KEPT FOR THE MASTER’S USE

 

by

 

Frances Ridley Havergal

 

Moody Colportage Library #96

 

Copyright © 1895


by

Moody Press   Chicago

 

edited for 3BSB by Baptist Bible Believer in the spirit of the Colportage Ministry of a century ago

http://www.baptistbiblebelievers.com/


~ out-of-print and in the public domain ~


This book was originally

published prior to 1924,
it is therefore in the public domain and free to be posted
in its entirety despite recent publication
.

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TABLE OF CONTENTS

FOREWORD

 

Frances Ridley Havergal is known throughout the Christian world as a writer of hymns and books that have been sung and read by millions. A popular English journal recently asked its readers to name the best woman of the century. Frances Ridley Havergal and Queen Victoria were named among the seven who received the highest number of votes.


She was the daughter of a well-known Episcopal clergy­man, and was born at Astley, England, December 14, 1836. As a child she gave evidence of her poetic and literary gifts. The present volume, Kept for the Master’s Use, is her last book, and was published after her decease. It consists of sepa­rate chapters on each couplet of her well-known consecration hymn. Regarding the origin of this hymn she once wrote in a letter to a friend:

 

“I went for a little visit of five days. There were ten persons in the house, some unconverted and long prayed for, some con­verted but not rejoicing Christians. He gave me the prayer: Lord, give me all in this house. And He just did! Before I left the house everyone had got a blessing The last night of my visit I was too happy to sleep, and passed most of the night in renewal of my consecration, and these little couplets formed themselves and chimed in my heart one after another, until they finished with:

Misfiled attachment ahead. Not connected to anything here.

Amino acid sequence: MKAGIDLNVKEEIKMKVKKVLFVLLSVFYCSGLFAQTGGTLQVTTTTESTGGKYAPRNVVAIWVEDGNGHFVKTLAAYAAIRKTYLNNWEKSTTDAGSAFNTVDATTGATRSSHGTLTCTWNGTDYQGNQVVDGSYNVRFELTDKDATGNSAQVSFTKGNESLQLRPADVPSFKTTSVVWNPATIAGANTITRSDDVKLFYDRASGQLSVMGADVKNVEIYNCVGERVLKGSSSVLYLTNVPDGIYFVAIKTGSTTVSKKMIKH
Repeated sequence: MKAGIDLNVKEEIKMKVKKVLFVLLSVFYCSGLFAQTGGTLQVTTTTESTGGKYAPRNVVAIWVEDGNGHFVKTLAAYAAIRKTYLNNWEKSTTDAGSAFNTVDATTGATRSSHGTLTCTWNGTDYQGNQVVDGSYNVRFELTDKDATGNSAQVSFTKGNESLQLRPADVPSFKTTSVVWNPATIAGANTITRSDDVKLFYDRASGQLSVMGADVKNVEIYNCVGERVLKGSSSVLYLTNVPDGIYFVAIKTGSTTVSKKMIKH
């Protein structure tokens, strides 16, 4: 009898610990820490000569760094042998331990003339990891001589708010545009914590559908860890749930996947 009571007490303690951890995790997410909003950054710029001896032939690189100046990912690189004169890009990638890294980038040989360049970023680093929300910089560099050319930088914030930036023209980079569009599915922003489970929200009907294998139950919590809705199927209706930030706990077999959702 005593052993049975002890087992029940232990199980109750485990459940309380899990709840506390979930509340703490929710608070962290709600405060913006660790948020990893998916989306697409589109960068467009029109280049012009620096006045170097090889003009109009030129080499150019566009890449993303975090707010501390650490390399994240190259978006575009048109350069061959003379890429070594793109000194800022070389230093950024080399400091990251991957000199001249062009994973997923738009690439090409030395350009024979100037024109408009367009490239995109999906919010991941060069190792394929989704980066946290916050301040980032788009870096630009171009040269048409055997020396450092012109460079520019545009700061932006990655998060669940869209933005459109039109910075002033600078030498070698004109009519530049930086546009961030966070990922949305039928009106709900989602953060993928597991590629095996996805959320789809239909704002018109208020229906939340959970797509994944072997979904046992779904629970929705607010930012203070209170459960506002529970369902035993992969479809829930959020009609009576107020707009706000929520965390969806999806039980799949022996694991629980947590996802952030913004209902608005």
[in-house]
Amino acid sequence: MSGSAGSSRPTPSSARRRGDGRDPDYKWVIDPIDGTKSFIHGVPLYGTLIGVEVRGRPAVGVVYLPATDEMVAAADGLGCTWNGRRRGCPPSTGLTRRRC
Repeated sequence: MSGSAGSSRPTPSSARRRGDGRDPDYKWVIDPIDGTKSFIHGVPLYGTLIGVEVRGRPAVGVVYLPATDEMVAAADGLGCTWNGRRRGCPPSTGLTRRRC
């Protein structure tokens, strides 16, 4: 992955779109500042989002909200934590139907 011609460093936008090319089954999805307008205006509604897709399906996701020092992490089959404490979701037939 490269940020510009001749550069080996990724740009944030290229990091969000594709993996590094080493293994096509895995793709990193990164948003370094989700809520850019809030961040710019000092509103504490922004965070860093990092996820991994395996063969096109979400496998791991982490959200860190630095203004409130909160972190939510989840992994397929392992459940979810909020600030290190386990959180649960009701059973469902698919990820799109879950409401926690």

“Take myself, and I will be,
Ever, only, all for Thee.”

 

The diary of her faithful sister, Marie, gives an account of her last sickness (peritonitis) and departure. Her peace and joy shone through all her suffering, while her patience and un­selfish consideration for others were most striking. “June 3rd There came a terrible rush of convulsive sickness. When it ceased, the nurse gently assisting her, she nestled down in the pillows, folded her hands on her breast, saying: ‘There, now it’s all over! Blessed rest!’ And now she looked up steadfastly as if she saw the Lord, and surely nothing less heavenly could hive reflected such a glorious radiance upon her face! For ten min­utes we watched that almost visible meeting with her King, and her countenance was so glad, as if she were already talking to Him. Then she tried to sing, but after one sweet high note HE—her voice failed, and as her brother commended her soul into her Redeemer’s hand she passed away. Our precious sister was gone,—satisfied,—glorified,—within the palace of her King!”


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